A fortnight back, while Diwali shopping at a busy Kolhapur market, the Suryavanshis got into a tiff. Madhavi and Satish had a disagreement over the colour of the ‘akashkandil’ – celebratory lantern – they were buying to light up their home.
The husband liked the one that was ‘blue & white’ but the wife was adamant that it needed to be blue-yellow. It has been this football crazy city’s oldest fight. Kolhapur has its own Brazil vs Argentina – two rival local football clubs that share the colours with world football’s superpowers. Patakadil Talim Mandal (PTM) turns up in ‘blue-yellow’, Khandoba Talim in ‘blue and white’. Madhavi is a “PTM mulgi”, Satish a one-time passionate Khandoba midfielder. The wife says the “football rivalry almost stopped our wedding”.
A week from now, this rivalry between Kolhapur football’s most enthusiastic tournament organiser and his CBSE principal wife, will spill over into what is the crux of their domestic disagreements – with didactic defences of who’s better, Argentina or Brazil.
Last June, Khandoba Talim brought out their blue-white flags soon after Argentina defeated Brazil in the Copa America final, and went circling PTM on their bikes, honking incessantly to announce their team’s triumph, from the other side of the globe.
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Everybody loves football from World Cup to World Cup. Kolhapur, though, lives it, not only through the month and half of the quadrennial tournament, but unabashedly believing in the affinity with their colour-sake South American teams, in the interim.
The obligatory 30 ft Lionel Messi cut-out went up only recently at Kolhapur’s Azad Chowk in anticipation of the FIFA showpiece in Qatar. The city centred Balgopal Talim club, factored in the costs of the giant 2D Messi into their Ganeshotsav budget. Not one donor raised a brow about contributing to prop up this other deity well past Ganpati’s post-season. Kolhapur knows – some gods you pray to, some gods of football, you watch them play.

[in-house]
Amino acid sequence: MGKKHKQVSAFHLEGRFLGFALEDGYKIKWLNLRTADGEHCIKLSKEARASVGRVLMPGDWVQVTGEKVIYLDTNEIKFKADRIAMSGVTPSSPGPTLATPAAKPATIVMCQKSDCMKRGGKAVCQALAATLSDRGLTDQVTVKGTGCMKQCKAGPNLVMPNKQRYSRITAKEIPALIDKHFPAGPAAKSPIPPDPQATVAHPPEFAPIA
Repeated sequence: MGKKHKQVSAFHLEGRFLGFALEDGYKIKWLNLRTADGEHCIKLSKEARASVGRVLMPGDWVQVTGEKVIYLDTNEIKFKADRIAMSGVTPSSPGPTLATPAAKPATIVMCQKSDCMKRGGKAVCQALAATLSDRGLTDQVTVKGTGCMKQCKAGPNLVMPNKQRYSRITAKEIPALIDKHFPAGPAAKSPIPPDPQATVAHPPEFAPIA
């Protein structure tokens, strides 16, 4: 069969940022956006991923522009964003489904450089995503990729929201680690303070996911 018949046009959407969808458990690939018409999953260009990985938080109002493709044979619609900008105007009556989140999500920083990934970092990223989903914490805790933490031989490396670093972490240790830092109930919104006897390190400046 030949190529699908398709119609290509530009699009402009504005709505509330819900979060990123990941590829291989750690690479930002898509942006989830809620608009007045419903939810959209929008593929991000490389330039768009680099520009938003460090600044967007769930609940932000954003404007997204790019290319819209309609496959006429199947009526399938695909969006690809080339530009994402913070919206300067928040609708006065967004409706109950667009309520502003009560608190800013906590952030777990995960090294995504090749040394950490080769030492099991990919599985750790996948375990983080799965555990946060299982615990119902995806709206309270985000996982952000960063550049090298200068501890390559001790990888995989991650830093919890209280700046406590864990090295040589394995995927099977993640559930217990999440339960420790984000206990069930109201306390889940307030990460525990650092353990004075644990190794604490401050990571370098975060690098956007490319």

So if you thought, only Goa, Bengal, Kerala and sports-bars in big cities with their beer guzzling and branded jerseys vibed with the football world cup, you would be thoroughly surprised how the most-traditional heart of Kolhapur has authentic football coursing through their veins.
Depending on from where the aromas of the lamb cuts stewing in cashew or chilli-onion-garlic wafts up, you could tell which of Argentina or Brazil are winning on the day. For in Kolhapur, every club championship, means succulent mutton swimming in the spicy paandhra rassa, or the spicier still red taambda gravy.
They say Kolhapur’s festive season begins at Ganeshotsav (where player registrations start), moves on to Diwali (when taalim teams get firmed up) and then proceeds to the six months of intense taalim rivalries in football at Shahu stadium, where you could get crowds upto 30,000.
Vijay Hazare once played a Ranji match at cricket’s nearby Shivaji stadium with not more than 100 watching, while a football game between Practice Club and Shivaji Mandal filled up the bleachers of many thousands, with hundreds teeming up the aisles.